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Hack Your Bio-Rhythm: The Relationship Between Melatonin and Cortisol

An image of a woman laying down holding her hands over her eyes with eyelashes drawn on the back of her handsOne of the best ways to get the most out of your health and vitality is to work with – not against – your natural biological clock, especially the circadian rhythm. The circadian rhythm is responsible for the 24-hour internal clock that orchestrates your sleep-wake cycle. In this article, we will focus on how melatonin and cortisol interact within this cycle, and how to transform their relationship from a destructive one to a harmonious one.

Melatonin is your sleep hormone. It’s what tells your body that night has arrived, and it’s time to wind down and go to bed. Although you can sleep without it (or with little of it), it does facilitate the process immensely, and those with a dysregulation in melatonin production often find themselves facing sleep difficulties. It’s produced by various tissues in your body, though mainly by the pineal gland in the brain.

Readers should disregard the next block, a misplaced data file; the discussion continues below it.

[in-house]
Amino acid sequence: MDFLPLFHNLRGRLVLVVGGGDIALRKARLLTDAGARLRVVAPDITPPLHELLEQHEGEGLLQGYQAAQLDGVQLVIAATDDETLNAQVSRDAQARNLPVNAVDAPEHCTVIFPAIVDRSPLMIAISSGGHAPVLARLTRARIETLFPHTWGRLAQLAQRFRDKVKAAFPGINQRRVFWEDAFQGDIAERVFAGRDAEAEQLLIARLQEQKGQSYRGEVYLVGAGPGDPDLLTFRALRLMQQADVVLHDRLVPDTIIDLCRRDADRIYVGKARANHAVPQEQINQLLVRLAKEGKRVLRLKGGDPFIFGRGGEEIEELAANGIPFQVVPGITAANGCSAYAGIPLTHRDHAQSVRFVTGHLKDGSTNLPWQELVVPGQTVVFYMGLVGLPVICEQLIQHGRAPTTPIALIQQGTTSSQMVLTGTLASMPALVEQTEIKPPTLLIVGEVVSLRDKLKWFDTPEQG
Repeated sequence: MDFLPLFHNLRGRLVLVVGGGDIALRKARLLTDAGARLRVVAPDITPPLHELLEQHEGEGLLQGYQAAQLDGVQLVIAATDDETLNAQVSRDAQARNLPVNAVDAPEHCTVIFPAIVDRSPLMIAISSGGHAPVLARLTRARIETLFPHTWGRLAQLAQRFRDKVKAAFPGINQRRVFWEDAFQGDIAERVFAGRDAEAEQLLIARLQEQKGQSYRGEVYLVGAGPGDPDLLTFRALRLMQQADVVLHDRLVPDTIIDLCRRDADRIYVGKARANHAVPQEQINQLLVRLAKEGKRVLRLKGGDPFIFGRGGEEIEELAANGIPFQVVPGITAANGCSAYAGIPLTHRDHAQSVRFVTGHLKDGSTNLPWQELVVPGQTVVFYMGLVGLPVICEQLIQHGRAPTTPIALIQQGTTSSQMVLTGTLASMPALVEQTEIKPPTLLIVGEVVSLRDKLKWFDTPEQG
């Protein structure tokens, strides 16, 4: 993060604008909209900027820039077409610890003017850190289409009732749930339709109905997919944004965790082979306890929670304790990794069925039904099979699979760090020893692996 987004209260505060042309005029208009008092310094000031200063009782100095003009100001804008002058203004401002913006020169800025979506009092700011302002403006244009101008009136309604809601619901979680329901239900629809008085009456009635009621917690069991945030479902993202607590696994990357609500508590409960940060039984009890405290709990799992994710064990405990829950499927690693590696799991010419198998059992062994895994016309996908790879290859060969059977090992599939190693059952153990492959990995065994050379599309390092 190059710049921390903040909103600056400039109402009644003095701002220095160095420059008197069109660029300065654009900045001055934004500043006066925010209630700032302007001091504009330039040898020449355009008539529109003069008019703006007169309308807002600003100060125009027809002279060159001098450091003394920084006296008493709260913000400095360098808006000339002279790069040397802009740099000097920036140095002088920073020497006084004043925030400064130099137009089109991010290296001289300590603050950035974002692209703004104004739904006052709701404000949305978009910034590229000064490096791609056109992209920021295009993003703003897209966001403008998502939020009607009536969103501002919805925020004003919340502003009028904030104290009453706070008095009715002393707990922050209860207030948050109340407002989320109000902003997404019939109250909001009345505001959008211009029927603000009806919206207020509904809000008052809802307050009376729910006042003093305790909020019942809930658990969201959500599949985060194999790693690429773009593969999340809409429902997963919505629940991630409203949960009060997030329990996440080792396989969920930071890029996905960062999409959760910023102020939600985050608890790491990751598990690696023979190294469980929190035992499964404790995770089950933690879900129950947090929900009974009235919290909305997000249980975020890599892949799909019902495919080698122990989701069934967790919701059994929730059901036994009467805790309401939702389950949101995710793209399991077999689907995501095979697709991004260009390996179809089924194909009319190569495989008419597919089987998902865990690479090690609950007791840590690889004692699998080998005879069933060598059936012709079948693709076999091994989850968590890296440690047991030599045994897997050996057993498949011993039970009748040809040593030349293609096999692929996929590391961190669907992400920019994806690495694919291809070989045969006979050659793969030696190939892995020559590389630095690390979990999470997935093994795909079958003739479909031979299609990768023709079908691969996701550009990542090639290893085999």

Melatonin production, along with the circadian rhythm in general, is regulated by a part of the brain called the suprachiasmatic nucleus (SN), which is inside your hypothalamus and right above the area where your optic nerve crosses. The SN also communicates with the control center in the brain that regulates cortisol production.

Cortisol is your body’s main anti-stress hormone, and it’s produced by the adrenal glands located atop your kidneys. It plays an important role in functions such as regulating blood sugar and blood pressure levels, maintaining heart and blood vessel functions, suppressing the immune system after it has completed its job, and neutralizing inflammation.

The hormone cascade that results in cortisol being released is called the hypothalamic-pituitary-adrenal (HPA) axis, and it also begins in the hypothalamus in the brain. When the hypothalamus receives information that there is stress in the body, it releases the corticotropin-releasing hormone (CRH). CRH then tells the pituitary gland to secrete adrenocorticotropic hormone (ACTH), which is what stimulates the adrenal glands into producing cortisol.

Once the stress has been neutralized and the HPA axis has done its job, excess cortisol still in circulation is then taken as a signal by the pituitary gland and hypothalamus to stop their production of ACTH and CRH. This is the negative feedback loop that completes the cycle.